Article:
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Got a good reason For taking the easy way out


In the early morning hours when the neighborhood is quiet and I'm the only one awake, I go sit outside, in the dark, and listen to the silence. I'm also a star gazer. I subscribe to the magazine, Astronomy, to keep up with the 'events' that's happening beyond our reach, in the night sky. I like to know what I'm looking at and where to look. Tho Saturn is my favorite planet to observe [I've only seen its rings once -- through our telescope, on a moonless night in Tucson], I do like the idea of searching the constellations and then spotting the planet shining what appears to the naked eye that it's within the constellation boundaries but just a few degrees off from the middle of the star group.

It still astounds me that with the naked eye you see what you think are a lot of stars twinkling in the night or early morning before sunrise, but when you look through a scope or binoculars, you then witness the zillions that are there; those you can't see without the enhanced lenses.


This morning, still dark but just before dawn broke, I sat and watched the planet disappear from my view behind a billowy cloud that was just taking shape as it began to lighten with the dawning day. I sat and waited. I went indoors to grab the camera, thinking it's worth a shot....a long shot, that the little lens would pick anything up. I tested the camera's operation on taking a photo of my froggies without a flash [the large frog is partially hidden by a frog fountain in front of him]. As it worked like I wanted, I then set out to traipse in the dew drenched grass to get clear away from the patio covering, and aim the camera toward the planet just peeking out of the cloud. I could see the tiny 'dot' through the lens and double checked the camera for no flash, to make sure the lighting from the camera concentrated on the light from the planet. I remained outdoors 'til the 'bustling' city sounds of a new day starting directing me back indoors.

Tho the photo of the sky [above] is not too clear, the camera did pick up the brilliance, and I'm satisfied with my attempt without a zoom attachment, and such aperture that allows minimal light into the lens. If you click on it to enlarge it, you can then see a bit more clearly the roof top of our house and other few stars that the camera picked up. The brightest 'star' just off the peak of the house up to the right a bit? It's Venus!! Around 5-7am, look ESE, she'll dazzle the night sky for you this month. And you can see the faint outline of the cloud just to her left.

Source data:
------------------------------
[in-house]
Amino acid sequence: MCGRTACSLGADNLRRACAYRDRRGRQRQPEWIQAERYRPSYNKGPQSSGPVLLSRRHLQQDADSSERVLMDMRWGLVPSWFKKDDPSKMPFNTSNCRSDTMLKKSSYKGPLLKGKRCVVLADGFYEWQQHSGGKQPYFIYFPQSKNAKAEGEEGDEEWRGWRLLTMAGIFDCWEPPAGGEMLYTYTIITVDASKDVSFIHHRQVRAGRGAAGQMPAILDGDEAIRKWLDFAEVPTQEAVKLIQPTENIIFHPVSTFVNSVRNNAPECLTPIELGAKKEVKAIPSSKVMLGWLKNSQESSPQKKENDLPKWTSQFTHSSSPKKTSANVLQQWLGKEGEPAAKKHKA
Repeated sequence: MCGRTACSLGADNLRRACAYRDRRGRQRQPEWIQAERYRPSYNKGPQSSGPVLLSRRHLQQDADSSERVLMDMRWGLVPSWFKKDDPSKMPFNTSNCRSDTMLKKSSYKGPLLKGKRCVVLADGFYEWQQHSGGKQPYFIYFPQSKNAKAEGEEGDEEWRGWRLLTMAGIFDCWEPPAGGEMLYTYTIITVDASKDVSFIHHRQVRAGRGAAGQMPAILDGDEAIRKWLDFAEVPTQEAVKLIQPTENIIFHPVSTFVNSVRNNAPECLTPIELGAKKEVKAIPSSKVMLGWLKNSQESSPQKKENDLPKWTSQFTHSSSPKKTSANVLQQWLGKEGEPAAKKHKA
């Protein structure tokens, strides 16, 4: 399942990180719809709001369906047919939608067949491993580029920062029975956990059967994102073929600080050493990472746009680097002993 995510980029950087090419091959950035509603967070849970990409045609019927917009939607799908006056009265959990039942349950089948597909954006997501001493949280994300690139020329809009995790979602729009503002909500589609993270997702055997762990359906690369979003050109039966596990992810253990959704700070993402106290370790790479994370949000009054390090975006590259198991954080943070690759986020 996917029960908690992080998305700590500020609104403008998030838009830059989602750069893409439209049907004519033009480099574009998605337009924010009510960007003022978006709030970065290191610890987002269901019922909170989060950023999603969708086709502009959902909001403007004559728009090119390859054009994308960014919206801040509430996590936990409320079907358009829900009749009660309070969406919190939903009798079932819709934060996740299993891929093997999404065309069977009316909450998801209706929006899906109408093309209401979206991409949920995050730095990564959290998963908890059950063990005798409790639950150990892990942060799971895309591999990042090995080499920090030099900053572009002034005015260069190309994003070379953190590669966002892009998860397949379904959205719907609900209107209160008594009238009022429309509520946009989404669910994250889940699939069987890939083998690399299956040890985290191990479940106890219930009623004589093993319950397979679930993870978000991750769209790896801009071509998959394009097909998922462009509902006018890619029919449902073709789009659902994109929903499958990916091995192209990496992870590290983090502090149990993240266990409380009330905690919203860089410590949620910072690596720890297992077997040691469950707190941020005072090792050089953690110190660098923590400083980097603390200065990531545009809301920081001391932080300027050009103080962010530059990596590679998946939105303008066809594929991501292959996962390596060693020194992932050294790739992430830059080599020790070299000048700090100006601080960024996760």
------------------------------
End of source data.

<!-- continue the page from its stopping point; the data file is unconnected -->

From the magazine for September ---

The brilliant Venus, which had shone brilliantly in the evening sky all year, is now dazzling observers in the morning sky. It reaches its maximum magnitude of -4.5 for the year on September 23. Venus is joined by Saturn, which lies just below and shines at magnitude 0.5. The bright star in this grouping of planets that currently lies close to Saturn is Regulus, the heart of Leo the Lion.

2 comments :

  1. I, too, enjoy what's up above us, Anni and found a great little book earlier in the year, called "The Night Sky". I read it through, then gave it to my 10-year-old grandson, who's also into astronomy.

    I remember being in the Outback, hundreds of kilometres from the nearest city and there are so many more stars and they are from horizon to horizon. Just wonderful and they look so close, too. It's a magical experience.

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  2. Everytime I head over here, I learn something new about your

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